All the King's Men, by Robert Penn Warren, is one of my all-time favorite books. If you don't know the book you should grab it and read it as soon as possible because it will teach you a lot of things. The Ginger Man, by J.P. Donleavy, was one of my seminal influences. It was kind of a password in certain circles. The Ginger Man got the piss beat out of him more than a few times, as I recall. The reading experience is important: All the King's Men, George Orwell's Down and Out in Paris and London, F. Scott Fitzgerald's The Great Gatsby. Gatsby is 55,000 words long—amazing economy in a book like that. With Fear and Loathing in Las Vegas I was determined to make it shorter than that. I may have failed. I think I beat it. But it's like the speed record on Saddle Road: I'm not sure I still hold it. In fact, I'm sure I don't if I could do it just by getting my hands on a Ferrari.
I get tremendous pleasure from reading aloud and having other people read to me. I like to hear how other people hear things. I like women's voices, foreign accents. There's a music to it.
When you're reading aloud, just remember that you want to understand it yourself. You have to hear it. That's the key to other people comprehending. You've got to hear the music. You need to hit each word. Not the way journalists read but with a dramatic rendering. It takes awhile. It's easier to comprehend when you creep along, like driving in second gear. The listener should be impatient for what's coming next.
For the better part of two years, while I was working as a copy boy at Time magazine—after my time in the Air Force—I took courses at Columbia and the New School. I had the fiction editor of Esquire, Rust Hills, as a creative-writing professor at Columbia. I still have a note from him saying, "Never submit anything to Esquire ever again. You're a hateful, stupid bastard. Esquire hates you." It was kind of a shock at that age.
In Orwell's 1984, rigidity is imposed by the will of the state. Whereas with soma, in Aldous Huxley's Brave New World, it's the will of the people. I've always operated on that second theory. Nobody is stealing our freedoms. We're dealing them off. That's the dark side of the American dream. I've always seen myself as a carrier of the torch against that urge. I always took it for granted. Just like I always took it for granted that if I wanted to run for president I could. I could do it. It's a nice way to think for most of your life, to be able to sustain that. Attitude counts for a lot.
When you push a car off a cliff and blow it up, be sure to roll the windows down to avoid shrapnel. Also, strip the license plate so you're not billed for the cleanup.
My class in high school was the first one in the history of Louisville Male High to have girls in it, though still no blacks. I fell in love with a cheerleader. I can't say it was distracting—I was just not in the habit of going to class. But I wasn't cutting school to go back and jack off in an alley and eat cotton candy. My friends and I would go drink beer and read Plato's parable of the caves. We would go to taverns and read things like All the King's Men. Yes sir, it was a smart gang. When a judge at juvenile court sent me off to prison, I saw there was not a lot of future in jail. That is a vital piece of knowledge. I've never been back. I've been in holding tanks and such, but they've never convicted me.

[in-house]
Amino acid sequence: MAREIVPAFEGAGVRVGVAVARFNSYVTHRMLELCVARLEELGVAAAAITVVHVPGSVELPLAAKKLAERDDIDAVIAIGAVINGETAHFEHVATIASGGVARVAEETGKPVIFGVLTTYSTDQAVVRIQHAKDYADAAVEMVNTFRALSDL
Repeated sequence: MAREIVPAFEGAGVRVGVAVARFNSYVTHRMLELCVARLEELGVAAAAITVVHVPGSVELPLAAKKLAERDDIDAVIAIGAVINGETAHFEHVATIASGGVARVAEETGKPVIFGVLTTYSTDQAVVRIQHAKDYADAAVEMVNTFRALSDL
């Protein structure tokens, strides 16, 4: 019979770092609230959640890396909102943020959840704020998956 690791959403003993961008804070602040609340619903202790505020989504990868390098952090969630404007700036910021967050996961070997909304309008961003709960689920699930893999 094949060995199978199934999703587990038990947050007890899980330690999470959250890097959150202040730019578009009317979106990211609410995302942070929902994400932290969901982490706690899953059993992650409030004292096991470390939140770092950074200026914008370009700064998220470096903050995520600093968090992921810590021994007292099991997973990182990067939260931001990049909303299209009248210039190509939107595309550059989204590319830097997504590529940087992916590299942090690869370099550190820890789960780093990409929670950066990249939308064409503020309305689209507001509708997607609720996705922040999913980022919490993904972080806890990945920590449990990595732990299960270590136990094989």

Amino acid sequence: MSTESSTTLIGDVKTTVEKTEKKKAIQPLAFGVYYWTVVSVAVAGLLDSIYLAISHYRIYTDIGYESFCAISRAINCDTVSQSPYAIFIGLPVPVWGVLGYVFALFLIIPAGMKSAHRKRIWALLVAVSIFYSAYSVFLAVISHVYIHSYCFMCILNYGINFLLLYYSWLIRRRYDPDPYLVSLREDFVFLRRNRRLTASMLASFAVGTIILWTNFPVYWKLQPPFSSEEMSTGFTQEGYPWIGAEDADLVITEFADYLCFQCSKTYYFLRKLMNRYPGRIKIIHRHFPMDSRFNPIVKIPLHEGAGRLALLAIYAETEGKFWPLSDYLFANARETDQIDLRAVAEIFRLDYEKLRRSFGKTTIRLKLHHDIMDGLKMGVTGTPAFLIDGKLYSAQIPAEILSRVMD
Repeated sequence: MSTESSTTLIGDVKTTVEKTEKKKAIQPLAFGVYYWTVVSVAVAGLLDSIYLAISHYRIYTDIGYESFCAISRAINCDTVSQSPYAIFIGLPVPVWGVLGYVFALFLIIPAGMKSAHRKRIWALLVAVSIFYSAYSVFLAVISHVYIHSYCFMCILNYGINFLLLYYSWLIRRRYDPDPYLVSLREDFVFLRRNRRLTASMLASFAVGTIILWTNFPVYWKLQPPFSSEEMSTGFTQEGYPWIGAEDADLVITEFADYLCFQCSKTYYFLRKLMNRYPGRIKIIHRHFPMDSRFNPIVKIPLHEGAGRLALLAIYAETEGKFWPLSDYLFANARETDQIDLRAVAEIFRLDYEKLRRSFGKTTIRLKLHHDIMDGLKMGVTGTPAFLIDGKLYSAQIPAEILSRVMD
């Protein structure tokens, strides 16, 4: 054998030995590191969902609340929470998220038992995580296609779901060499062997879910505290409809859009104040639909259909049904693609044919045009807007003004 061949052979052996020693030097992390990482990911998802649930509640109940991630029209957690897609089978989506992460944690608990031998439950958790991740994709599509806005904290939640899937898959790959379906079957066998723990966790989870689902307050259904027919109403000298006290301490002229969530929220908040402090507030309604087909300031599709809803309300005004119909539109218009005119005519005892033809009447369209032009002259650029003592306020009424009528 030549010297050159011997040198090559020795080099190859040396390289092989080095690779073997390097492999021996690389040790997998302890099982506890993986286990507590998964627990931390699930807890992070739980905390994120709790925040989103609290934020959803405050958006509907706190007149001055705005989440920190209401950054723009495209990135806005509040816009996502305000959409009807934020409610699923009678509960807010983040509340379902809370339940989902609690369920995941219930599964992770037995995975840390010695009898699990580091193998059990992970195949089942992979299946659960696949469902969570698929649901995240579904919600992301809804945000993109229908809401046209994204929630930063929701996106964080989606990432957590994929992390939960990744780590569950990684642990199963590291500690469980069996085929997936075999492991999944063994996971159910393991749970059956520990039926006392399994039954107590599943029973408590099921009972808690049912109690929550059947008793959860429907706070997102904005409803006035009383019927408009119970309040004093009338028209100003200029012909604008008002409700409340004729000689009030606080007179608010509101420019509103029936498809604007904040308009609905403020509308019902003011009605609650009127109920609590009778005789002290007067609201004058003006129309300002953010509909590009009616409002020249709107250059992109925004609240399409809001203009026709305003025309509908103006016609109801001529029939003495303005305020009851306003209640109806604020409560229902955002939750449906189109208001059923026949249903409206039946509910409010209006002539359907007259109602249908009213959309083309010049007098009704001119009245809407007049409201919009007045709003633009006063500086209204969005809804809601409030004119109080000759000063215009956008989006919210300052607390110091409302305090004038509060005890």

My original job in the Air Force was repairing avionics and electronics. We were like the candy man: If your machine was out, you had to wait for us. And 90 percent of the problems were vacuum tubes. This was before solid-state engineering. So you'd replace a tube or two and they thought you were fucking Einstein. Machines would come back to life; planes would fly. Just pull a tube and stick another one in there. It was a cinch.
The military was kind of your friend in those days. You could jump a ride on military air-transport planes. If the plane was empty you could take people with you --even a girl. You could travel with the base football team, sitting on those paratrooper seats along the sides of the aircraft, against the tin walls.
At my station, Eglin Air Force Base in Florida, we had Bart Starr as the starting quarterback of the base football team. Everybody served. We had a bunch of all-Americans on the team. People went from the Eglin Eagles to the Green Bay Packers.
The draft civilized the military. It wasn't a permanent status; it was service. It has a civilizing effect—you have a whole different attitude when you're in there for two years. And so does the top brass. The abolition of the draft was a momentous event. When you abolish the draft you've got mercenaries.
When I was in the Air Force I would take classes on the base. One of the classes I took was for something that terrified me more than anything in life: public speaking. It was terrifying. I don't know how I ever became a sought-after speaker.
When the Hells Angels book came out I was forced to go out and do publicity for it. It was still hard for me. They told me that if I could write a convincing article I could write a speech. I'd seen senior officers try to master public speaking in order to get promoted to field-grade positions—it was like survival for them. Succeed or die. Public speaking was a required skill. But when I got the sports editorship at the base newspaper—because the guy who was doing it was drunk, busted for the third time for pissing in public—I never had to master it.
One problem I have with public speaking is the sound system—I rarely get there in time to do a sound check. So the sound ends up distorted or you lose the bass.